No country for bold men
Irish actor Stuart Townsend talks love, loss and nationhood and tells Stephen Milton why he thinks Ireland has totally lost its way
The publicist eavesdropping on my phone interview with Stuart Townsend is a constant irritant. Speaking to the actor from the Chicago set of glossy TV series, 'Betrayal', I'm anticipating a curt interjection with the first mention of his A-list ex-partner, Charlize Theron.
But the buffer comes sooner than expected. Aside from his romance with the South African Oscar-winner, the Howth native – who rose to prominence with standout low -budget fare, 'Trojan Eddie', 'Resurrection Man' and 'Shooting Fish' – is famous, notorious even, for getting his marching orders from two colossal Hollywood blockbusters: 'Lord of the Rings' and 'Thor'.
Originally cast as Aragon in the JRR Tolkien screen epic in 2000, he was unceremoniously dumped a whole 24 hours before principal photography began and replaced by actor Viggo Mortensen who, at 15 years his senior, was deemed a more suitable fit.
It was a devastating blow for the relative newcomer, no doubt compounded when history repeated itself 10 years later.
After winning the part of Fandral, mystic cohort to Chris Hemsworth's Norse god Thor, director Kenneth Branagh handed the star his P45 after allegedly showing up for a screen test six hours late.
Rumours from set suggested 'diva-tude' behaviour. With much hearsay, I'm naturally curious to learn his side of the story. The enquiry is met with a laboured groan.
"That's all part of life, you know," he slowly proffers, "which is funny because it kind of defines me in some way in a 40-year life.
"With 'Lord of the Rings', I'd left New Zealand [after leaving the film] and, about 10 days later, I'd forgotten about it. I'd moved on. And then, a year or two after, the film comes out and it's huge and it's started to kind of haunt me again."
Townsend had previously claimed production bosses on 'Rings' refused to pay him, despite putting in two months' training on the New Zealand set. It left a lasting bad taste.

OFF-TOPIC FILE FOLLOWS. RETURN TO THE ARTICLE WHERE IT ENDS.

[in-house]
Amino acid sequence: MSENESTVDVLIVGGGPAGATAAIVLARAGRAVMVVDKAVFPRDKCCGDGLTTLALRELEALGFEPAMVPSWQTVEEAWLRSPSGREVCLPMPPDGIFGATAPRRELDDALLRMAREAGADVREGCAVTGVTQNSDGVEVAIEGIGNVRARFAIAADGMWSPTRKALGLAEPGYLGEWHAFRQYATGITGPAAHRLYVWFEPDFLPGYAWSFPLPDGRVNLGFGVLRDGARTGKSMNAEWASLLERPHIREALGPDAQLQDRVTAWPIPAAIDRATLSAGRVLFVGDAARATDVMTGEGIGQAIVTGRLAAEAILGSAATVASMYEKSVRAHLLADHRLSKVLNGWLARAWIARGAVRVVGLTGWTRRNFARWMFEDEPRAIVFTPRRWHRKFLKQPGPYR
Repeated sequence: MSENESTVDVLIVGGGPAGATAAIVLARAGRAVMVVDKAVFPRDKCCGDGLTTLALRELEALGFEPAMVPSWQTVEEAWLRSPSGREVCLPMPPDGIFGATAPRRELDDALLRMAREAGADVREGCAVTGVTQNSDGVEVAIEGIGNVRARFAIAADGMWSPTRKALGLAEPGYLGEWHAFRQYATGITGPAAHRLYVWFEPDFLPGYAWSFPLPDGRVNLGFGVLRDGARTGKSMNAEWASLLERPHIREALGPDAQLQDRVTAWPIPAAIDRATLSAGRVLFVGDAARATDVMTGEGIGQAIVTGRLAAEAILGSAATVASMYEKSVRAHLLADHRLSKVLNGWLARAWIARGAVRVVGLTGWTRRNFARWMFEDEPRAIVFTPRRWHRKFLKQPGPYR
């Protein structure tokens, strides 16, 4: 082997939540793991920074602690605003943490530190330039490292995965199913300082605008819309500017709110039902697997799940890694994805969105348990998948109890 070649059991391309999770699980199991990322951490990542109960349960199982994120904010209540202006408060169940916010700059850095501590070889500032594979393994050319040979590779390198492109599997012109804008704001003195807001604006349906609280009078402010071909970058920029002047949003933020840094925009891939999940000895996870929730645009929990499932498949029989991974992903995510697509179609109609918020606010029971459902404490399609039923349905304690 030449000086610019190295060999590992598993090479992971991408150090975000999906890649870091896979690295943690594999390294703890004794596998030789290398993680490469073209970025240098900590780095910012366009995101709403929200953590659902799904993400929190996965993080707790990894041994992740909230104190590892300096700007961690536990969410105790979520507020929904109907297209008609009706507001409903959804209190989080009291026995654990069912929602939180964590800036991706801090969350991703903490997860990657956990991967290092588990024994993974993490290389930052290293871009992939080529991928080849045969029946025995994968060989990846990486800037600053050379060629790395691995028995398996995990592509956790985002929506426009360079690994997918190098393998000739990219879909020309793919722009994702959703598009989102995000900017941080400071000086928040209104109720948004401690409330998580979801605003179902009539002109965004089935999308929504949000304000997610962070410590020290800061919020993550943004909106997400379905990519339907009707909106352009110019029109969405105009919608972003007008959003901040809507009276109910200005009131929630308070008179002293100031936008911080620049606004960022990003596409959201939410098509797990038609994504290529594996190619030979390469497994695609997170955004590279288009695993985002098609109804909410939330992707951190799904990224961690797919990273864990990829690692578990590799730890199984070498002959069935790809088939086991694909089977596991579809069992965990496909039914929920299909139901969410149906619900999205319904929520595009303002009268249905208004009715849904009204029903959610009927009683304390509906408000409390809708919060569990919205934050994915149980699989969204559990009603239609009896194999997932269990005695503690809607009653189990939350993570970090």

"Personally, I was glad to be out of [the film] and I'm very adaptable. I don't really dwell on the past. Life's too much of an adventure [to focus] on the past. But it did come back to haunt me. It was ubiquitous; it was everywhere so, yeah, I was happy when it was all dusted."
And what of his dispute with the makers of 'Thor'? Was it really all down to careless tardiness?
"Right, well no! That's not true. It was a period in my life when a lot was going on that I'm not really going to talk of but ..."
"Umm, can we move back on to the show, Stephen," chimes his gatekeeper, sensing discomfort on the topic.
"Yeah, I'd really prefer to talk about 'Betrayal' actually," he adds, with a tone of frustration.
It's an understandable reaction to a dark period in his career and, all quibbles aside, one has to really admire this man.
The son of former pro golfer Pete Townsend and model Lorna Hogan was enjoying the early buds of a flourishing big- screen career before the 'Rings' fiasco dashed his Hollywood cache.
What followed was a damaged reputation, which struggled and limped to regain its early promise.
At last, the 40 year-old is getting the vehicle he deserves with slick new ABC drama, 'Betrayal'.
Townsend is Jack McAllister, a powerful attorney and family man who embarks on a steamy affair with the very beautiful and also very married, Sara Hanley (newcomer Hannah Ware).
There are further complications when Jack ends up facing Sara's husband in court, plunging all and sundry into the typical mire of intrigue and mystery one can expect from a show of this nature.
Engrossing and titillating, it's a smash across the pond and is set to do the same business here.